The International Handbook of Social Impact Assessment

The International Handbook of Social Impact Assessment

Conceptual and Methodological Advances

Elgar original reference

Edited by Henk A. Becker and Frank Vanclay

This important Handbook presents an indispensable overview of the range of new methods and of the conceptual advances in Social Impact Assessment (SIA). Recent increased attention to social considerations has led to substantial development in the techniques useful to, and the thinking in, SIA. A distinguished group of contributors provides an up-to-date and comprehensive account of the cutting-edge in SIA development.

Chapter 4: Learning from Participatory Land Management

Neil Powell and Janice Jiggins

Subjects: economics and finance, valuation, environment, environmental sociology, research methods in the environment, valuation, politics and public policy, public policy, social policy and sociology, research methods in social policy, sociology and sociological theory

Extract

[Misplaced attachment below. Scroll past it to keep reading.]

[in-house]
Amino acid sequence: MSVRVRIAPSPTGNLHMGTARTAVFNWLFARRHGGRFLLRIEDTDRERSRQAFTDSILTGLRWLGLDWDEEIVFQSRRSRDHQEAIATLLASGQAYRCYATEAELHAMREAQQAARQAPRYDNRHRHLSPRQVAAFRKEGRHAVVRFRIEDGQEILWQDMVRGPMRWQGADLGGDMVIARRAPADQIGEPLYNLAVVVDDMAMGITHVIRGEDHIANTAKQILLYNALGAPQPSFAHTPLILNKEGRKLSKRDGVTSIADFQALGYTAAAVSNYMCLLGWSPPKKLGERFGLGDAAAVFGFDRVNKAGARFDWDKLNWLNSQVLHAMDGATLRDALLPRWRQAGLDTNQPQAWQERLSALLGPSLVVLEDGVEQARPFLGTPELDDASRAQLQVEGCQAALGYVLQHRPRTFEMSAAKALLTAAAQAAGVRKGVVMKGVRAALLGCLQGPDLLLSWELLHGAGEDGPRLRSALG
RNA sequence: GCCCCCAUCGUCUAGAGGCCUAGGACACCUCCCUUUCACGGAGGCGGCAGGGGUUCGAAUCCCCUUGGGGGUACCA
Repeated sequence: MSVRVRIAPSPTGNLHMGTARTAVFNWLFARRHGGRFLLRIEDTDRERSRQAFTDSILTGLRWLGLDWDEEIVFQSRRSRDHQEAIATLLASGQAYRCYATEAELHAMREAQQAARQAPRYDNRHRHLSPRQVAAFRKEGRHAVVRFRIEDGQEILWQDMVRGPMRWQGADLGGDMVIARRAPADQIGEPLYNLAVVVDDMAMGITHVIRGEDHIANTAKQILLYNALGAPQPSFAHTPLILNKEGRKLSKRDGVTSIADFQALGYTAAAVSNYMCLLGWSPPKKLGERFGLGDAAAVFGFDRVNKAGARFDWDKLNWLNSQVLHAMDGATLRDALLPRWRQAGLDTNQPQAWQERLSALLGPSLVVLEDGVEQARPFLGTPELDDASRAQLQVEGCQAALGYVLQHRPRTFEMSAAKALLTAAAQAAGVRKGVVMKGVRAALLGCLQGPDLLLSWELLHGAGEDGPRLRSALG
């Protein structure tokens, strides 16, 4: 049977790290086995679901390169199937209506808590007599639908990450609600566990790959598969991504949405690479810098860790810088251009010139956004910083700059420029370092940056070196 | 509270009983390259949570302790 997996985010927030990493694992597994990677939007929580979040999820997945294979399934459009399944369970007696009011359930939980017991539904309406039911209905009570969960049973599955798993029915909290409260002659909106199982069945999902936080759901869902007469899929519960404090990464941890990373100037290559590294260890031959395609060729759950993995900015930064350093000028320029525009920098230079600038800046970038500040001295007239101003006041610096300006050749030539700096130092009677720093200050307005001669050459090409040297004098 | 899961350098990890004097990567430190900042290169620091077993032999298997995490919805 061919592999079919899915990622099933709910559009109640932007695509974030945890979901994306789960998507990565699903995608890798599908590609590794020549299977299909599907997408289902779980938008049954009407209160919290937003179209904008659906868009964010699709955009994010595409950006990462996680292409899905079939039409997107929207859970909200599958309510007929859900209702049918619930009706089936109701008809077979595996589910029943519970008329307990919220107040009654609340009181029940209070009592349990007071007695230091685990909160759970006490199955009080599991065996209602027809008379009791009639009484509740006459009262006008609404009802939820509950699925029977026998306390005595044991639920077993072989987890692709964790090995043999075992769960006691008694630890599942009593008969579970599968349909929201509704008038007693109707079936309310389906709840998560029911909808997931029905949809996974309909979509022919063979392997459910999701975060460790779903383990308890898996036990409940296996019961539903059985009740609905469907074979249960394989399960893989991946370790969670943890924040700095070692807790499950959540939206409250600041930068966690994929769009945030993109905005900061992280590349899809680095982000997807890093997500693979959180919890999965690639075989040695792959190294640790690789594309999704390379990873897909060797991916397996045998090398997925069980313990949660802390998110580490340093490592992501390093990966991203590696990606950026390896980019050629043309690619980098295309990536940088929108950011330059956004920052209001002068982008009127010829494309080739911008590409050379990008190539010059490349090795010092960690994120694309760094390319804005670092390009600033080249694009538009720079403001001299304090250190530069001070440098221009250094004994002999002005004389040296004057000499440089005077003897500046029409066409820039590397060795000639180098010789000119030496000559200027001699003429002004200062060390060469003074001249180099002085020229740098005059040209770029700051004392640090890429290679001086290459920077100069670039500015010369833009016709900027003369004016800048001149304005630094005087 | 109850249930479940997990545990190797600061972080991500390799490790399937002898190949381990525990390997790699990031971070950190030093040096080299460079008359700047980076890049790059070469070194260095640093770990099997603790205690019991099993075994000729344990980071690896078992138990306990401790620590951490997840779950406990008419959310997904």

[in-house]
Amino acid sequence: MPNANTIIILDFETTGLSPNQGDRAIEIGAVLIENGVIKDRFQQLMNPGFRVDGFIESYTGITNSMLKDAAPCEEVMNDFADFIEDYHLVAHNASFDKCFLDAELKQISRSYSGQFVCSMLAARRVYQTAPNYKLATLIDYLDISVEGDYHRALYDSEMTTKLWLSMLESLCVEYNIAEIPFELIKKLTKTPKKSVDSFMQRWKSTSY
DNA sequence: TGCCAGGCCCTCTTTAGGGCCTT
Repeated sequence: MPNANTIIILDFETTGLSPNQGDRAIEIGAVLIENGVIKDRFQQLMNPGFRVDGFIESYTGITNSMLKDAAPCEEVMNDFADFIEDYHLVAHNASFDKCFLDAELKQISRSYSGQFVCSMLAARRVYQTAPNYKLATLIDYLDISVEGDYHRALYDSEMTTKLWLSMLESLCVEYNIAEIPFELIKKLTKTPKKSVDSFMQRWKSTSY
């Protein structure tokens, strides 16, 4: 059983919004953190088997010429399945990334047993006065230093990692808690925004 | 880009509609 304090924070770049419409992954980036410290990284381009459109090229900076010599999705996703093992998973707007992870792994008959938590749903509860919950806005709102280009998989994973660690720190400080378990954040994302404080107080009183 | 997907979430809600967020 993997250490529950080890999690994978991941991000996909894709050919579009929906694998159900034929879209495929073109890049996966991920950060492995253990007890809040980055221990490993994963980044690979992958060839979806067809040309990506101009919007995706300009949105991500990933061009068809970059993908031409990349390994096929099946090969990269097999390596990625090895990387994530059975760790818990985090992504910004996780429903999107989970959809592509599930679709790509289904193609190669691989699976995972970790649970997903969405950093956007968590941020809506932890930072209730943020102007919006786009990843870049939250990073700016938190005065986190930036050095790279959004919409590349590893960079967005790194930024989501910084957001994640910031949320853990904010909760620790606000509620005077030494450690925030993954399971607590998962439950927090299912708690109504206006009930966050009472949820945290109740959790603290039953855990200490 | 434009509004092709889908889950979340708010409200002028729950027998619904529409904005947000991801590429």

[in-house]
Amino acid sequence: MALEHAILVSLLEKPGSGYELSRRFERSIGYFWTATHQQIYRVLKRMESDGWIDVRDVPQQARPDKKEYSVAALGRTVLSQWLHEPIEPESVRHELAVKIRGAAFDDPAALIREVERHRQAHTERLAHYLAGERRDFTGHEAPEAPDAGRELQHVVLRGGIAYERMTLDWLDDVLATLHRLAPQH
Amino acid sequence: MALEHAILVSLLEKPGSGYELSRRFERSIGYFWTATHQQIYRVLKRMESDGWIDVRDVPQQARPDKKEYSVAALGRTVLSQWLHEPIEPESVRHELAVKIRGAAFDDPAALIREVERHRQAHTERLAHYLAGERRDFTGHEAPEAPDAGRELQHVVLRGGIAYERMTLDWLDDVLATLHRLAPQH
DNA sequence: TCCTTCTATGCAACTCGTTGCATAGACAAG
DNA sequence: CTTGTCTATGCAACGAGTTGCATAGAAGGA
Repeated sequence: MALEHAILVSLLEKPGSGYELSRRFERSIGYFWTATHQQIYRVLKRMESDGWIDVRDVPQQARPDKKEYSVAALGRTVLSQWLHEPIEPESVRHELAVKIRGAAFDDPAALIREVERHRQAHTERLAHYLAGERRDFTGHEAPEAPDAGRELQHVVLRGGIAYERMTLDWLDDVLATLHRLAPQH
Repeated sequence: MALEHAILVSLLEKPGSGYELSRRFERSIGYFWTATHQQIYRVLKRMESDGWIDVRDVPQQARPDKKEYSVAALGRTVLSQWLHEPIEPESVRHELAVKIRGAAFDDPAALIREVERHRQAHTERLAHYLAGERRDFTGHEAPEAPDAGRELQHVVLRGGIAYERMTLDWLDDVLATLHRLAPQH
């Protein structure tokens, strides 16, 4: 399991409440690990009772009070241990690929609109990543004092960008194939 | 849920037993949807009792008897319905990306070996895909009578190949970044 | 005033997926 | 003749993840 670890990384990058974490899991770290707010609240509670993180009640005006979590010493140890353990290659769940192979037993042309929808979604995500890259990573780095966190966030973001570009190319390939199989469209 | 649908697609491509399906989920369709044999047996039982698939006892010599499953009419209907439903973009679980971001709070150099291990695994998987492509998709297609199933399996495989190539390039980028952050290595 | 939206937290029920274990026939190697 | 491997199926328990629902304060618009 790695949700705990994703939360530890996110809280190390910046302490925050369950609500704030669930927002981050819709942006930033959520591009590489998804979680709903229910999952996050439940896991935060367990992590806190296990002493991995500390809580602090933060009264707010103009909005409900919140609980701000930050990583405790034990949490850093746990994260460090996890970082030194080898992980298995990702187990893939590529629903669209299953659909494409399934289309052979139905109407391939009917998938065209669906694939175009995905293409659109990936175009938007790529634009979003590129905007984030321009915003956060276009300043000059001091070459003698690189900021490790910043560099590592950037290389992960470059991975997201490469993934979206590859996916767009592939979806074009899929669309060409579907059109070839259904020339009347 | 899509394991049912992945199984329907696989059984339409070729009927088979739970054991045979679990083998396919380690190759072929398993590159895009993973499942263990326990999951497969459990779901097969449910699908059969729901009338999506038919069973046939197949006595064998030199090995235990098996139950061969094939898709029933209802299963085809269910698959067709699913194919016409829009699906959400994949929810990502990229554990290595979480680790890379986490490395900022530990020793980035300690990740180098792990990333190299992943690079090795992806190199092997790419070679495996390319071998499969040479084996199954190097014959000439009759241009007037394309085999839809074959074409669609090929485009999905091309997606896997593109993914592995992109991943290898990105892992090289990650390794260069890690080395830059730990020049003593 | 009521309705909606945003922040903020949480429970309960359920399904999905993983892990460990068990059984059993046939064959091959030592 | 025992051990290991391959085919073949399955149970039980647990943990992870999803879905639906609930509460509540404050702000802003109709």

Neil Powell and Janice Jiggins Introduction This chapter considers the perspective of development professionals faced with complex situations that are regarded by one or other stakeholder as problematic. They are problematic because they are complex. Complex problem situations require new approaches to the assessment of risk impacts and their management (Dorner, 1997). Such situations are characterized by irreducible uncertainty, that is, uncertainty concerning possible risk and harm which cannot be removed by more, or better, information. Two dimensions of these new approaches that are emerging are addressed here. First, complex problem situations typically present themselves as overdetermined problems. Overdetermined problems are distinguished from normal hazards and risks – that is, where one thing causes another such that there is an explanatory relationship between cause and effect. Overdetermined problems are characterized by non-linear relationships. An actual cause is causative, but not explanatory: if one cause does not occur, another will. The appropriate level of explanation moves from the microscopic to the macroscopic, from the particular to the systemic. The second dimension of complex problem situations brings into play concepts of moral reasoning as a frame for deliberating contested versions of the public good in conditions of irreducible uncertainty. These two dimensions together challenge risk assessment professions to reconsider definitions of resilience. Measuring resilience in terms of capacity to learn may be the most appropriate measure in situations of uncertainty. Through an illustrative case from the Nyae Nyae, a region of Namibia, we critically reflect upon impact assessment in conditions...

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